By Alex Eliseev
Police have collected Robert McBride's statement detailing his recollection of his controversial car crash.
Witnesses at the scene on the R511 near Centurion on December 21 allege that Ekurhuleni metro police chief McBride was "blind drunk" at the time. He faces charges of reckless and negligent driving and a possible charge of drunk driving.
"We have obtained his statement and will wrap up our investigation. Then we will refer the docket to the Director of Public Prosecutions for a decision," said police spokesperson Director Govindsamy Mariemuthoo.
McBride returned to work on Monday, and during the course of the day he also made a statement at the Kempton Park police station.
It has been exactly a month since the crash, and The Star is still battling to find answers relating to the crash and its alleged cover-up by McBride's "bully" officers.
Police maintain they are busy investigating, and the Ekurhuleni metro police claim they don't want to interfere with the criminal probe.
Ekurhuleni metro police have denied McBride was drunk or that metro police officers assaulted or threatened witnesses.
Four days ago, The Star sent police and the Ekurhuleni metro police a list of 20 questions about the accident - but received few answers.
Four key questions were side-stepped:
"Was McBride taken to hospital? If so, what hospital? Was a blood test done at the hospital? If so, were the results given to the police to form part of their investigation?"
Ekurhuleni executive mayor Duma Nkosi's spokesperson, Prince Hamnca, spoke on behalf of the metro police and said he had no information, despite more than four weeks having passed.
Mariemuthoo said those questions had to be put to the metro police - who referred us to Hamnca in the first place.
All Mariemuthoo was willing to say was that their investigation was drawing to a close and would be handed over to the Director of Public Prosecutions (DPP) "soon".
This would include a charge of reckless and negligent driving being investigated against McBride, as well as a possible charge of assault against his officers who allegedly threatened witnesses and throttled a man who was trying to take photos.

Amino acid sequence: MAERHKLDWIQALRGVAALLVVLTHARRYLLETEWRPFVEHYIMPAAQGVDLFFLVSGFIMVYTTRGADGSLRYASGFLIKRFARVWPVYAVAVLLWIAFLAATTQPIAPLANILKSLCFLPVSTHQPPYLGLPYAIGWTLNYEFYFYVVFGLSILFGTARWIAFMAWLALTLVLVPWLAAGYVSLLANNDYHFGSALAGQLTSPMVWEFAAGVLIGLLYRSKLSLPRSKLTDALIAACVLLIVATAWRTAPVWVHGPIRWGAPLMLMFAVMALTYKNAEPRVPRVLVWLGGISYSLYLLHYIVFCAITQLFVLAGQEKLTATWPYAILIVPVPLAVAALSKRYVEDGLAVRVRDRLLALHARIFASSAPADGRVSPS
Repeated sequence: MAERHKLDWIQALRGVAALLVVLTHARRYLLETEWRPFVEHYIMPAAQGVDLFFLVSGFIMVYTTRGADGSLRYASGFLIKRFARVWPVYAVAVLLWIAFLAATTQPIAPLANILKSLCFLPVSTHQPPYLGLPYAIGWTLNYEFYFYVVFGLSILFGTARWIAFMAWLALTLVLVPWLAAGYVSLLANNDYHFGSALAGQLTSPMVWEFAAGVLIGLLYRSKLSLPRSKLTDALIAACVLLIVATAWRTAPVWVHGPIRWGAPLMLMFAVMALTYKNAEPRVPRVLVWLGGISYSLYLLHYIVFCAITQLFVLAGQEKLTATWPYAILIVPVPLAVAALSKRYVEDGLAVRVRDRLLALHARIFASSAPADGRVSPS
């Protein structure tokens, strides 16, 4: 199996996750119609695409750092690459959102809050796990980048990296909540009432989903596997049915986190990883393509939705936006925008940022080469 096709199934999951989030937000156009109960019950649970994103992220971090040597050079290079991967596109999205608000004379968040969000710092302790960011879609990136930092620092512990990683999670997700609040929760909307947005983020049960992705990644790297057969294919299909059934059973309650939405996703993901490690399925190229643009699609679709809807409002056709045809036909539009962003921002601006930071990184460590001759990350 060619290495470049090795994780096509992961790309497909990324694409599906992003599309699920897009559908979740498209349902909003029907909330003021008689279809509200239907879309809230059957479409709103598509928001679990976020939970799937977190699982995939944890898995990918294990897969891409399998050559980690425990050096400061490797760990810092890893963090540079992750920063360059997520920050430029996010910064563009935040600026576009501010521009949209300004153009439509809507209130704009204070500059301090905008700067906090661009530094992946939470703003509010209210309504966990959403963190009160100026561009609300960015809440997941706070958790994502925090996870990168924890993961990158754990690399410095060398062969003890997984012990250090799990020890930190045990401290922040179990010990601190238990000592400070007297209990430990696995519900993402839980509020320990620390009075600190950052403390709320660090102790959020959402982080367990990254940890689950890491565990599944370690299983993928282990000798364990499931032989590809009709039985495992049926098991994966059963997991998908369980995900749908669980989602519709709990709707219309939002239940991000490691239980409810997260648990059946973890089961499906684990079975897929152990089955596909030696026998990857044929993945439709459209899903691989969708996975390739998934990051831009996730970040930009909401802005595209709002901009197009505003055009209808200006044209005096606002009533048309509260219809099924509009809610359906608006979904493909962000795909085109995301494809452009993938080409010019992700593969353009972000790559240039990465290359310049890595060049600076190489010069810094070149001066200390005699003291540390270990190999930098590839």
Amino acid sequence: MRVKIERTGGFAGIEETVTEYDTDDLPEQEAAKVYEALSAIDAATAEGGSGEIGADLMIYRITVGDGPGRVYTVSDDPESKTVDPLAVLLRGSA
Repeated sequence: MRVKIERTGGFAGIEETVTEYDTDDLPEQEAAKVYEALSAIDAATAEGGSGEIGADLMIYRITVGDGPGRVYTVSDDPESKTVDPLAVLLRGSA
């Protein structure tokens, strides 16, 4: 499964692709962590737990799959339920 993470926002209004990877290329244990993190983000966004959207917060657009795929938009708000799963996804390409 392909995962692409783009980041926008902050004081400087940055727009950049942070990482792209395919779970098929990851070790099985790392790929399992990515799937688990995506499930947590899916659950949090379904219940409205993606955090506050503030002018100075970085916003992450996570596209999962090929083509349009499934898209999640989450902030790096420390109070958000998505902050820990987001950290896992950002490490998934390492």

Eyewitness evidence that McBride was drunk would be handed over to the DPP for consideration, Mariemuthoo said.
Hamnca, meanwhile, continued to defend McBride and his officers.
Here are his responses:
Q: Why did officers from Ekurhuleni (McBride's men) arrive at the scene?
A: The guys were not called by Robert. They were together and were driving, to various destinations, a minute apart. They saw the (crashed) car on their way.
Witnesses have repeatedly said that the first thing McBride did after crawling out of the wrecked car was to use his cellphone, after which the officers arrived.
Q: Why did they take responsibility, knowing they were out of their jurisdiction?
A: If you are a police officer and you see an accident, can you not act? It's a crime scene, and usually the police will secure it. What's more important - to assist or to wait until an ambulance arrives?
Q: Why did the officers rush McBride away, knowing he was injured? Did they not act irresponsibly by moving him before an ambulance could arrive?
A: The officers have basic first aid training. They checked his condition and moved him.
Witnesses reported that the officers frantically rushed McBride, who sustained head and rib injuries, away from the scene.
Q: Did they interfere with evidence by removing items from the car and clearing out the boot?
A: Police must establish that. We have insufficient information to take action against them. (Despite the affidavits of five witnesses.)
Q: Who officially investigated the scene? (McBride's men or officers from Tshwane.)
A: I don't know.
Q: Was McBride tested for alcohol levels at the scene?
A: I don't know.
Q: Were any clues collected to indicate whether McBride had been speeding?
A: I don't know.
Q: McBride was reportedly rushing to a riot. Was there a riot or not? (The councillor allegedly in danger has denied there was any trouble in his area that day.)
A: Our information is that Robert got a call from his colleagues to assist the councillor.
In a follow-up phone call, The Star asked:
Q: Do you not think McBride should be suspended until the investigation is complete?
A: There is no basis for us to suspend him. We are not going to suspend him on allegations.
Q: But there is a police investigation against him and the affidavits of five witnesses.
A: There is no court case.
Meanwhile, the Independent Complaints Directorate (ICD) is investigating McBride's officers for allegedly bullying witnesses who had stopped to help.
At least five people have submitted statements to both the ICD and the police to say McBride smelt of alcohol and his men behaved like hooligans.
A Cape Town man has accused one of the officers of throttling him and breaking his spectacles. The officers had also apparently pointed firearms at the witnesses, threatening to use them if they continued to take photographs.